Beloved, we fail to really understand the sinfulness of sin. If God the Holy Spirit were to convict you right now of the full measure of your sin, you wouldn’t be able to stand it. If the Spirit revealed to me right now the full measure of my sin, I would probably run from this pulpit screaming in anguish. However, the conviction of sin laid upon us by the Spirit of truth is often powerful, yet gentle and sweet. Even when He convicts us of our guilt, He leads us not to despair, but to the Savior and His forgiveness that gives us freedom.

Details of the Golden Rule

What Jesus says in our text is not isolated from what He said just a few sentences earlier, where He set forth the golden rule and told us to love our enemies. When He asks us to be quick with the judgment of charity and to flee from a censorious spirit, He is simply filling out the details of the golden rule—do to others what we would have others do for us.

If we want other people to give us the benefit of the doubt, if we want other people to make charitable judgments about our behavior, then manifestly, we must stand ready to give judgments of charity to them. We have all been hurt by the sins of other people, but it’s rare that the people who have hurt us by sinning against us ever intended with malice or forethought the full measure of pain they created in our hearts. That person who hurt you probably didn’t stay up late at night devising a plan by which they could injure you as deeply as they did. We reserve that same judgment of charity for ourselves.

When we find out that we hurt somebody deeply, we’ll say: “I’m so sorry. I didn’t mean to bring that much pain into your life. I didn’t think before I spoke. I didn’t think before I acted. It was a spontaneous thing, a sinful thing to be sure, but it wasn’t a carefully planned offense against you.” When we ask for somebody’s forgiveness, we’re asking them to give us the judgment of charity, not to condemn us, not to write us off permanently as people with no redeeming qualities at all. This is what Jesus was talking about here. That same merciful judgment that you would like to receive from your neighbor, you need to be quick to give to your neighbor.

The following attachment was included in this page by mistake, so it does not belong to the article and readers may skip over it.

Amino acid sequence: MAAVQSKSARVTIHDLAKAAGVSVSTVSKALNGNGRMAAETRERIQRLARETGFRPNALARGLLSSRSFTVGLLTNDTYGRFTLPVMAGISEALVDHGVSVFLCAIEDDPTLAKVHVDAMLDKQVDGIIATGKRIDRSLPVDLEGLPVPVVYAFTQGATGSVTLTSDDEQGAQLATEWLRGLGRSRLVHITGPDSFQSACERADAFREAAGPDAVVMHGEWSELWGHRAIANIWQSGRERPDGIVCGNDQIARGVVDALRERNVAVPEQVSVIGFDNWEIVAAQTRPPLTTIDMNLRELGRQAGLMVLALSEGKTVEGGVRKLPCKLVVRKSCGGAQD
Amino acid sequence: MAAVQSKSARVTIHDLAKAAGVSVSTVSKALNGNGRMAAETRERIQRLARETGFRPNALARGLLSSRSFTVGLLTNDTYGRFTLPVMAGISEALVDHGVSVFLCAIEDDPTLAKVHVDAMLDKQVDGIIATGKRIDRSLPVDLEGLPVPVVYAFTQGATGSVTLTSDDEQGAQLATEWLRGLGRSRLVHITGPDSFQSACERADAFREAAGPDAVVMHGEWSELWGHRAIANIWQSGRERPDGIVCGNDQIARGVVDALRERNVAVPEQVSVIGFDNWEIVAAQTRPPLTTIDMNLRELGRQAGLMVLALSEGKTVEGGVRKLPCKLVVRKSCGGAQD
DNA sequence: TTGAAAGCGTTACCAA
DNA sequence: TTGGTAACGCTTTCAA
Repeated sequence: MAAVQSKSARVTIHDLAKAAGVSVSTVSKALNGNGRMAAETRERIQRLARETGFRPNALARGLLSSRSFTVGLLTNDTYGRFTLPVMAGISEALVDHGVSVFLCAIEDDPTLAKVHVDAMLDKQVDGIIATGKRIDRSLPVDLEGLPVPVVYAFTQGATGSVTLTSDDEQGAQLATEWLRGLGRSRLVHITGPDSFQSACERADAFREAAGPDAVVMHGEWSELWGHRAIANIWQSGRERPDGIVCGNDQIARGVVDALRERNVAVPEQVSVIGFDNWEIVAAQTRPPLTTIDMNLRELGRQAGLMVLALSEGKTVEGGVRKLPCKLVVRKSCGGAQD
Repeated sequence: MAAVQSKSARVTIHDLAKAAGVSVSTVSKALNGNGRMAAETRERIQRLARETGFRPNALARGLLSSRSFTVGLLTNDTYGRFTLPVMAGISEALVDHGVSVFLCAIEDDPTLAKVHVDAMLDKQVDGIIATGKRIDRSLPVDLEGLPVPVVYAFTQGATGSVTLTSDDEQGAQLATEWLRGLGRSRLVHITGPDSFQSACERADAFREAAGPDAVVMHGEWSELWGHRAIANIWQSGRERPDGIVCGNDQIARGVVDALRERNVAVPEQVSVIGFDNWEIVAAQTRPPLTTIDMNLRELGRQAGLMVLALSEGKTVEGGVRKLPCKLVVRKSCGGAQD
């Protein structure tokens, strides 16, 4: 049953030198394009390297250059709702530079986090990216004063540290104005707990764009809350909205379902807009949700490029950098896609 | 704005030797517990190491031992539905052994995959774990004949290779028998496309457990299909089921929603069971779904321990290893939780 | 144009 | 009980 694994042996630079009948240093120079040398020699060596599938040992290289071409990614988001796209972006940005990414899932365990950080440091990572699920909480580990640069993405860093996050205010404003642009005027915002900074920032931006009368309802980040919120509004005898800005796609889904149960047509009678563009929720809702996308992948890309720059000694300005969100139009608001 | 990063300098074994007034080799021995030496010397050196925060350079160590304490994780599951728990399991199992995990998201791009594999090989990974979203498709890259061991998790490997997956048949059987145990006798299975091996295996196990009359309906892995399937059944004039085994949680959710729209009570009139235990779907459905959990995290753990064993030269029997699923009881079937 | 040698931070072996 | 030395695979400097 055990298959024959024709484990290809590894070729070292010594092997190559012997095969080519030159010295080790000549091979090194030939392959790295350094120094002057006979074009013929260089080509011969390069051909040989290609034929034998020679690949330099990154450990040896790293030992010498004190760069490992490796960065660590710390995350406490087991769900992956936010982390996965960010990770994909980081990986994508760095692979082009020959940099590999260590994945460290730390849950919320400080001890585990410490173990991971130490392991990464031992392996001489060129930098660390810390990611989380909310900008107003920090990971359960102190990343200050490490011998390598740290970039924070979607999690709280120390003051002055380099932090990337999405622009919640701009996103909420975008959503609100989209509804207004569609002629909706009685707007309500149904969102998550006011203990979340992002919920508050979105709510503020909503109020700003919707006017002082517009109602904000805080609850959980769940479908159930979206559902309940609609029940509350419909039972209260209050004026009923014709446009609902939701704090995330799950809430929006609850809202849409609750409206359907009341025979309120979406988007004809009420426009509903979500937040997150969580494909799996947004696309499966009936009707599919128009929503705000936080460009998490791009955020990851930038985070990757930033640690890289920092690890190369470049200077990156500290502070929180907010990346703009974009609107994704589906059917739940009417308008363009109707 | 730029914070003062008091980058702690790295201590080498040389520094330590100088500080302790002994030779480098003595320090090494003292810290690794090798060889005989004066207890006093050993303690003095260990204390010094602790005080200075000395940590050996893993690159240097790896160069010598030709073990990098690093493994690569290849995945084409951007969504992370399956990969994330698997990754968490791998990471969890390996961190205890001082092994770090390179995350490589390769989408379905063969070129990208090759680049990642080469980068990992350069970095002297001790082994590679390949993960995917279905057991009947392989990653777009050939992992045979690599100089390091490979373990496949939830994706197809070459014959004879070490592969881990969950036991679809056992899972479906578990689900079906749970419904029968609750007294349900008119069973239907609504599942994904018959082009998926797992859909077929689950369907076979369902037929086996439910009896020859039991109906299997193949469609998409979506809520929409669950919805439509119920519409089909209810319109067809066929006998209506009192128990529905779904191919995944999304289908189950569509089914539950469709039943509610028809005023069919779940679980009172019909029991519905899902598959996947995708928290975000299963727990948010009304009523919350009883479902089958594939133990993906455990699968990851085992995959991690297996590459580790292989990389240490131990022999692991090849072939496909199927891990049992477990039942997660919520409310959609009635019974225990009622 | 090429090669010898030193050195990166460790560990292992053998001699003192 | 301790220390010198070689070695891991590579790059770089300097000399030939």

Judgements of Naïveté

While we should be quick to forgive, at the same time, the judgment of charity cannot be the judgment of naïveté. I know some people who have such an exalted view of the basic goodness of human beings that they can’t believe for a moment anybody ever intends to do evil.

We can’t read the Bible without being clearly made aware that the heart is deceitfully wicked above all things. We do gross and heinous evil, and the machinations of our sins can be so wicked and destructive that they bring harm to multitudes of people. We should not look at the world through rose-colored glasses and assume the good intent of everybody’s behavior.

I talk about abortion all the time. I just can’t imagine that any pregnant woman, or her mother who takes her to an abortion agency, or her boyfriend or husband who takes her to an abortion mill, is unaware of what they’re doing. On the other hand, I think, How can they be that cruel? How can they be that heartless? How is it possible for them to be so selfish that they would destroy another life for their own convenience? Maybe it’s because they have been living in a culture that tells them, “It’s okay, this is the proper way to do it.” Their consciences have been so seared that they’ve concluded they can do this without any pangs of conscience.